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Judge Rules Against Teens In Climate Change Case

Brian Davies
Register Guard (pool)

Monday, a State judge ruled against a climate change lawsuit brought by two Eugene teens. The suit sought to force Oregon lawmakers to do more to reduce carbon emissions and help prevent climate change.

In his ruling, Lane County Circuit Court Judge Karsten Rasmussen agreed with the state's argument that as a judge, he lacks authority to essentially rewrite state laws. He rejected the teens' central argument that Oregon's public trust doctrine applies to the atmosphere, water and beaches. 19 year old plaintiff Kelsey Juliana says she's disappointed but undaunted.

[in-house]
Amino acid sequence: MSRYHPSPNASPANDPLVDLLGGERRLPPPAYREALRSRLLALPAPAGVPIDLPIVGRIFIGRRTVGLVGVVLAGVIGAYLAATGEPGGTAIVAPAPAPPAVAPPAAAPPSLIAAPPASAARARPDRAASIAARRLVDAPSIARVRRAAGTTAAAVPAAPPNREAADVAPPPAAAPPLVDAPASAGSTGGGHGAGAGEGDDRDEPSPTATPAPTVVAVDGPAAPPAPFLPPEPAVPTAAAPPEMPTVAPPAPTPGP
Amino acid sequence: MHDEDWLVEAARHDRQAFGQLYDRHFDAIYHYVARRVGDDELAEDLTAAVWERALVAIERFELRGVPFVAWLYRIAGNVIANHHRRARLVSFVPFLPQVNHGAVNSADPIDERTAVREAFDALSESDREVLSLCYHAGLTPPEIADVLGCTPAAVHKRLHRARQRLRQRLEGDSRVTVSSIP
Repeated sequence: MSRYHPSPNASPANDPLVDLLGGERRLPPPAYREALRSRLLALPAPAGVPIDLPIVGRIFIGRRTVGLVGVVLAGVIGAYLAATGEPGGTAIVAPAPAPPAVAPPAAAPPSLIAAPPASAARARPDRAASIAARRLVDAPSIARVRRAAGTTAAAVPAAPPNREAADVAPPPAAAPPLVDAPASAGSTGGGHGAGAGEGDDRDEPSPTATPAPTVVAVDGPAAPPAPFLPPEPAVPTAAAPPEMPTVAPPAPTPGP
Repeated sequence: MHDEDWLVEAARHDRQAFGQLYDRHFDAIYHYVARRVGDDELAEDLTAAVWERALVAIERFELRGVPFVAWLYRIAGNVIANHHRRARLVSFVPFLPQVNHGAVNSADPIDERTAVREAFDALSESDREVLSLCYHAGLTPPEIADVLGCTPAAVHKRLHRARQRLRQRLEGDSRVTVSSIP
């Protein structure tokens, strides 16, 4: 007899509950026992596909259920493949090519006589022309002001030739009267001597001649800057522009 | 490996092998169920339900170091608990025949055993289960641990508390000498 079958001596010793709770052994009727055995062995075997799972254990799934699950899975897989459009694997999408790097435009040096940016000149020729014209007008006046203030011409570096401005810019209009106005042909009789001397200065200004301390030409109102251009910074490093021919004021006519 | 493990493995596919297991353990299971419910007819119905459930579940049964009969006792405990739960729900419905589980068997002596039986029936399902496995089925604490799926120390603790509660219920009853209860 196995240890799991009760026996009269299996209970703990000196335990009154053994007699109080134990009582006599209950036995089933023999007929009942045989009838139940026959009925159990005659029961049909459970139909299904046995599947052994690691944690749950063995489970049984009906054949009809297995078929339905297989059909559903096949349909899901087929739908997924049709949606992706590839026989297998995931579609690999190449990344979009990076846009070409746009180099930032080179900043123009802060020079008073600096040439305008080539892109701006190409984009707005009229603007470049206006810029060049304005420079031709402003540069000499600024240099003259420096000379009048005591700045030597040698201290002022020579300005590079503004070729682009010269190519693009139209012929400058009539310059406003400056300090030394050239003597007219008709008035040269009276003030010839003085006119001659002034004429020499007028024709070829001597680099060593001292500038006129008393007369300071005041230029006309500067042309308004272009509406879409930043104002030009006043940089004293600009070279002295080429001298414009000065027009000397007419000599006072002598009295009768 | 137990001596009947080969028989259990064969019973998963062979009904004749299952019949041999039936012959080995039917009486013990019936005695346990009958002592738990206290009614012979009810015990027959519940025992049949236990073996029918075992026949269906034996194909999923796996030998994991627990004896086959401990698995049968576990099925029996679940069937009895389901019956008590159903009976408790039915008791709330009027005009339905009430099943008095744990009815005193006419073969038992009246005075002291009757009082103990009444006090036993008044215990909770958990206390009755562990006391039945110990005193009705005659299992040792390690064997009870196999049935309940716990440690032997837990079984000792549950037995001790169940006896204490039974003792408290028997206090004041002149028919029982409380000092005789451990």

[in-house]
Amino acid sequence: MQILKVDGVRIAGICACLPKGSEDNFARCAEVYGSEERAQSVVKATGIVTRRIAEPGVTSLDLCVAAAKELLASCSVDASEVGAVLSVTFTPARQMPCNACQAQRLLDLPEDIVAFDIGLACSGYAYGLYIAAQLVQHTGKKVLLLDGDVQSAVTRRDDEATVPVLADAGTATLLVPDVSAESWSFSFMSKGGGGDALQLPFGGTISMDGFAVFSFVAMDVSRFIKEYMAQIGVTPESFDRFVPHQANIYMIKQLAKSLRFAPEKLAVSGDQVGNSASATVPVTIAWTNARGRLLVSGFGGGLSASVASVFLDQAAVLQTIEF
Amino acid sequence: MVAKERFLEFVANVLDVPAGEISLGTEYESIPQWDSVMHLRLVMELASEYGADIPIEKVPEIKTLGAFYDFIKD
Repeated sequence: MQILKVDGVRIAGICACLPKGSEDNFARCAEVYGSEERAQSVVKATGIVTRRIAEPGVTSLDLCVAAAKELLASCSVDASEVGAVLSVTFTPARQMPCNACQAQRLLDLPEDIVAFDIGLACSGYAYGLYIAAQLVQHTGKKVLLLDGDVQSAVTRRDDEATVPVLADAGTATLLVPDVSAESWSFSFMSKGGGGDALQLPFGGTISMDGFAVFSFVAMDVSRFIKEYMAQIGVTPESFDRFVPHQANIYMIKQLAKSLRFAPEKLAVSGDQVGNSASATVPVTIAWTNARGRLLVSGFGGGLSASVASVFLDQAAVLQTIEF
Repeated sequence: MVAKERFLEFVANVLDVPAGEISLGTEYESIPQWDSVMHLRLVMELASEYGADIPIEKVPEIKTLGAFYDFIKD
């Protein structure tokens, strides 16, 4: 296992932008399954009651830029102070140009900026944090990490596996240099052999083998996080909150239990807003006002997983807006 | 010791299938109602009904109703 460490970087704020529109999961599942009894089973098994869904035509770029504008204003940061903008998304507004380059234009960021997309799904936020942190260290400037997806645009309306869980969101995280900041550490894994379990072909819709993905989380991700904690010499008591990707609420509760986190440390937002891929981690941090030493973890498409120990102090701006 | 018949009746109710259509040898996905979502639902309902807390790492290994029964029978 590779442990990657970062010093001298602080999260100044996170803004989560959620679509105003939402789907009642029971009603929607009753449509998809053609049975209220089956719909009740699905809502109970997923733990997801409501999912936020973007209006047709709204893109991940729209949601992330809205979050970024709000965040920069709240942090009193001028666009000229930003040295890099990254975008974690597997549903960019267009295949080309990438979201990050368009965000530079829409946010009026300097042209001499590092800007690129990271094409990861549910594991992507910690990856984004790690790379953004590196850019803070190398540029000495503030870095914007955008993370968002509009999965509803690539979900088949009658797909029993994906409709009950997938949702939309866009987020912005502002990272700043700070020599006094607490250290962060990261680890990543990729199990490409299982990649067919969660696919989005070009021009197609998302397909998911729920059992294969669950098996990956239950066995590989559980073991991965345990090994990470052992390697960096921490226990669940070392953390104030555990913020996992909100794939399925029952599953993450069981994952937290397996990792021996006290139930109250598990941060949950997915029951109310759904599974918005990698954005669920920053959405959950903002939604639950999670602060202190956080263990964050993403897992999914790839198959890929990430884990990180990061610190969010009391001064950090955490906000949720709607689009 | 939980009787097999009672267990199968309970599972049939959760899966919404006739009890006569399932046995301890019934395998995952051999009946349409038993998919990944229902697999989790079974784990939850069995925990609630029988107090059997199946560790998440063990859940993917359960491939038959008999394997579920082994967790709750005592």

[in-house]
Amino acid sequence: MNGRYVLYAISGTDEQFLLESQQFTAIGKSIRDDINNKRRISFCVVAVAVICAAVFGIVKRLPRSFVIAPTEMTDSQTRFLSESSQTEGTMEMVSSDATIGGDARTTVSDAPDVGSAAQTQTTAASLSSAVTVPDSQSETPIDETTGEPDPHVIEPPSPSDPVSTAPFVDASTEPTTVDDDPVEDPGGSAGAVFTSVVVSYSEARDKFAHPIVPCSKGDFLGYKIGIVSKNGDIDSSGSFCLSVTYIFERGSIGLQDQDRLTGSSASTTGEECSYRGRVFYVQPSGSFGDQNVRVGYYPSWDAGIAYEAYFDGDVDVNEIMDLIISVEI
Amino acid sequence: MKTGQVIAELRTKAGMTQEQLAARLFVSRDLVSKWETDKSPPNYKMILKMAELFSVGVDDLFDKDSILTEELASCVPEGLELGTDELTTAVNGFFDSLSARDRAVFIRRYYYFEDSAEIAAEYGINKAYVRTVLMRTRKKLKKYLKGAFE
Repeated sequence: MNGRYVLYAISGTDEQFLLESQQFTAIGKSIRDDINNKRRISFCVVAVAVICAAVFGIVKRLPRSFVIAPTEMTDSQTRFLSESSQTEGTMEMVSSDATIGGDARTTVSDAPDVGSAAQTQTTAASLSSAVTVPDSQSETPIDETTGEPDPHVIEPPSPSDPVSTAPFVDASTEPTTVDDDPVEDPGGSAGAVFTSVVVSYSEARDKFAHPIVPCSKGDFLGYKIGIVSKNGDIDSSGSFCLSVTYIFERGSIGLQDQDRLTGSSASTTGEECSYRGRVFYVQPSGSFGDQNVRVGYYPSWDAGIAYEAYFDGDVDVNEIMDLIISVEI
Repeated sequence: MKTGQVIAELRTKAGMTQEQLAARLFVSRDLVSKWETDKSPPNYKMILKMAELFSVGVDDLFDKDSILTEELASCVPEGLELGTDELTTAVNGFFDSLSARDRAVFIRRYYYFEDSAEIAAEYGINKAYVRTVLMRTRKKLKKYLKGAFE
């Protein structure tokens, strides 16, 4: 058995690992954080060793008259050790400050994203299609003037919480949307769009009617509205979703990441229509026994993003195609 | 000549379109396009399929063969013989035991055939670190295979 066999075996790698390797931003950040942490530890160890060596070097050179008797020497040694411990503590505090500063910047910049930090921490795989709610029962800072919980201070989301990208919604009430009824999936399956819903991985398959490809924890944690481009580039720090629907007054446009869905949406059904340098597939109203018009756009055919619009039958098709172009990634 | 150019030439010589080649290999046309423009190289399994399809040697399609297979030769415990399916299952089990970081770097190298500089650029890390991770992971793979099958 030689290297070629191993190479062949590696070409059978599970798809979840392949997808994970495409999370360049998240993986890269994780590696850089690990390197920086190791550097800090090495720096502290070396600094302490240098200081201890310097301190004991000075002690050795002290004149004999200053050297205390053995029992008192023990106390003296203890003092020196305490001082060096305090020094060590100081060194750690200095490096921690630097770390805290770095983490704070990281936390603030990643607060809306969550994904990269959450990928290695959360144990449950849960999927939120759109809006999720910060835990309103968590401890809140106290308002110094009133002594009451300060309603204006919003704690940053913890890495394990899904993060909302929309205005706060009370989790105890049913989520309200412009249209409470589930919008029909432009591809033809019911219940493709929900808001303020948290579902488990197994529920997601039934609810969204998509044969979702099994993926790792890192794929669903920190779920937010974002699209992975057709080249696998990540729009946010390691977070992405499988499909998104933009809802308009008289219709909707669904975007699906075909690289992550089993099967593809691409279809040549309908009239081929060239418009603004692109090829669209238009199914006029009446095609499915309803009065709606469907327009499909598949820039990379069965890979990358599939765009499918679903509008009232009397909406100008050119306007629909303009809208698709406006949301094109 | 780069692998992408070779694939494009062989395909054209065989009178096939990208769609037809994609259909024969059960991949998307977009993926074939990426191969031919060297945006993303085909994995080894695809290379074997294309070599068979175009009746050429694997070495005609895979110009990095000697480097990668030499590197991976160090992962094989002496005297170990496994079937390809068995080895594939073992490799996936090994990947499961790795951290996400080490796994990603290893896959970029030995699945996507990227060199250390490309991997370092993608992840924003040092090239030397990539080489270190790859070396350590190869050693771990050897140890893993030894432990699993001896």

"This is extremely important to me. It will never be a, I've given up, time to go home. I think we'll always come back and keep pushing because that's what this crisis, that's what this phenomenon that is climate change, requires."
Judge Rasmussen dismissed the case in 2012, saying it was a question for the Legislature and the governor. The state Court of Appeals ruled last year that he did have jurisdiction.
The case was filed in 2011 when plaintiffs Kelsey Juliana and Olivia Chernaik were 15 and 11 years old.
Their attorney says they'll appeal.

Rachael McDonald is KLCC’s host for All Things Considered on weekday afternoons. She also is the editor of the KLCC Extra, the daily digital newspaper. Rachael has a BA in English from the University of Oregon. She started out in public radio as a newsroom volunteer at KLCC in 2000.
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